I have been using Doves Farm gluten free flours with great success. Judging by the recipes I have tried from the packs of flour and their website you simply substitute their flour for normal flour and bake. So far it has worked brilliantly every time, so I bet it would be fine for this cake. I shall give it a try!

snowy said...

This cake looks so good CC. Another one to add to my list of cakes to make. Like the idea of using ricotta.

Stuart Vettese said...

That looks dense and delicious - great addition, the ricotta!

Cakelaw said...

Yummo - this looks chocolatey and fab.

Happy Homebird said...

This looks gorgeous. Love ricotta, one of my favourites.

Kate Glutenfreealchemist said...

This sounds divine. I love a dense chocolate cake and the ricotta sounds a perfect match. It could easily be made gluten free by the alternative use of cornflour given that it is such a small amount (as Katie says), but might also be substituted with either sorghum or tapioca flours (or a combination of all three).

Lucy said...

I haven't baked anything properly chocolatey in a while... I sense this might change very soon after reading your post!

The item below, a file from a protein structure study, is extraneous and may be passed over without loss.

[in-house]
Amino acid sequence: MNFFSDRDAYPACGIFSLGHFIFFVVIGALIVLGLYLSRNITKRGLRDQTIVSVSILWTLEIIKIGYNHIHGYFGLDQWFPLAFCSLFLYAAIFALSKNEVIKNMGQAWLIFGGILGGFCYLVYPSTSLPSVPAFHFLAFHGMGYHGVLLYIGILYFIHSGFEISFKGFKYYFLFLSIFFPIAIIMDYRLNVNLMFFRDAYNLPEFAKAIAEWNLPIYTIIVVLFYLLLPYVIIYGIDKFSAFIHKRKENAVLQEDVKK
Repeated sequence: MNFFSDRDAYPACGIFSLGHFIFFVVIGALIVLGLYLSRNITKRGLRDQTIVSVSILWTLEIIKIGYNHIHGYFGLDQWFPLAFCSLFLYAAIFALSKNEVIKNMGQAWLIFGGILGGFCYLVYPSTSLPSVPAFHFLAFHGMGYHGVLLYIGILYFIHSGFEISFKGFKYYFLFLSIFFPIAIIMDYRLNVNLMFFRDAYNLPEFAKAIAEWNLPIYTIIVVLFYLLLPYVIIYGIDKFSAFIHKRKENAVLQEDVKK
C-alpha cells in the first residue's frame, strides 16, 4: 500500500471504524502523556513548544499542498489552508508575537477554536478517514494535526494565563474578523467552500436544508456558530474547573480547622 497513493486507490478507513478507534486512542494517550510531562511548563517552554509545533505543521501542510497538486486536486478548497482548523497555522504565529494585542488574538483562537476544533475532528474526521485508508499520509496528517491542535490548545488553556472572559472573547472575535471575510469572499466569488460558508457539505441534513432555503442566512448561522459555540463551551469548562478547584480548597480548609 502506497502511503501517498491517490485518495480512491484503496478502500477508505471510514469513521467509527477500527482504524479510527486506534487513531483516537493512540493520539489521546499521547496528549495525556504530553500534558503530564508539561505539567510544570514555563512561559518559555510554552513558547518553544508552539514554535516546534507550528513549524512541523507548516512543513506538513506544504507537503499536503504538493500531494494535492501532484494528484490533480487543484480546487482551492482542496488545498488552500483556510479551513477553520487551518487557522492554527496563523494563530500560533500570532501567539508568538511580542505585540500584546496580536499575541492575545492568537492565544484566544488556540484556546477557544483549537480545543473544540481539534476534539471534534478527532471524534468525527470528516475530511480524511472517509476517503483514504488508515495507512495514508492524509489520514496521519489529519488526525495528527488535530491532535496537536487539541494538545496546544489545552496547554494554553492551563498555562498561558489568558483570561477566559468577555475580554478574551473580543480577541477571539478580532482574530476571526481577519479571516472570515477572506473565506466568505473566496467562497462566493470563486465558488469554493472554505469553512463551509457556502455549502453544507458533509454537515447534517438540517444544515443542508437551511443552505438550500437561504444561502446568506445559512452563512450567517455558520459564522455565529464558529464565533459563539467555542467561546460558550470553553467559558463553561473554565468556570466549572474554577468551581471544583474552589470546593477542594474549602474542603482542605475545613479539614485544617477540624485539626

Choclette said...

Ooh yes please - I adore these squidgy almost flourless almond cakes. I've rarely used ricotta in baking, but when I've done so, it's produced a dense squidgy cake which suites me very well. OH! And I would sub the flour for buckwheat flour to make it GF.

Yankee in England said...

I made this last night with Dove Organics Glueten Free Plain Flour blend for my knitting group as on is a celiac and the recipe turned out amazing and all the ladies were raving.

Millymollymandy said...

Made it yesterday and it's divine! :-)

Lizzie said...

Made this today and boy, it is very, very yummy

Anonymous said...

Hi CC, I'm following a gluten free diet. If I want cake I use 3/4 quantity of flour in ground almonds and 1/4 in coconut flour. As the coconut flour absorbs liquid it could end up really dry so I put a couple of extra eggs in too, if I feel it needs it. I made your choc self saucing pudding with a couple of eggs and the flour substitutes mentioned above. It is now our favourite pudding!